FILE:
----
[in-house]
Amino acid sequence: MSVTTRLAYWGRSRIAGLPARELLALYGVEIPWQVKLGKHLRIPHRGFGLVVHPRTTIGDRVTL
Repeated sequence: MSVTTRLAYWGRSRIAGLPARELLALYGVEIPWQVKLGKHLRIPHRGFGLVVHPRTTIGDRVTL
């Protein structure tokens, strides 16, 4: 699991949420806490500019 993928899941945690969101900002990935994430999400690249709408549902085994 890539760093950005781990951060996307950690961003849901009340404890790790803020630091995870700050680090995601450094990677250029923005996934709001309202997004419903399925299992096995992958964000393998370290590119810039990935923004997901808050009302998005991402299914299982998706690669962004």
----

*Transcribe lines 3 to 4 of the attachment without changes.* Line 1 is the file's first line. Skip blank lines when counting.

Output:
Repeated sequence: MSVTTRLAYWGRSRIAGLPARELLALYGVEIPWQVKLGKHLRIPHRGFGLVVHPRTTIGDRVTL
């Protein structure tokens, strides 16, 4: 699991949420806490500019 993928899941945690969101900002990935994430999400690249709408549902085994 890539760093950005781990951060996307950690961003849901009340404890790790803020630091995870700050680090995601450094990677250029923005996934709001309202997004419903399925299992096995992958964000393998370290590119810039990935923004997901808050009302998005991402299914299982998706690669962004």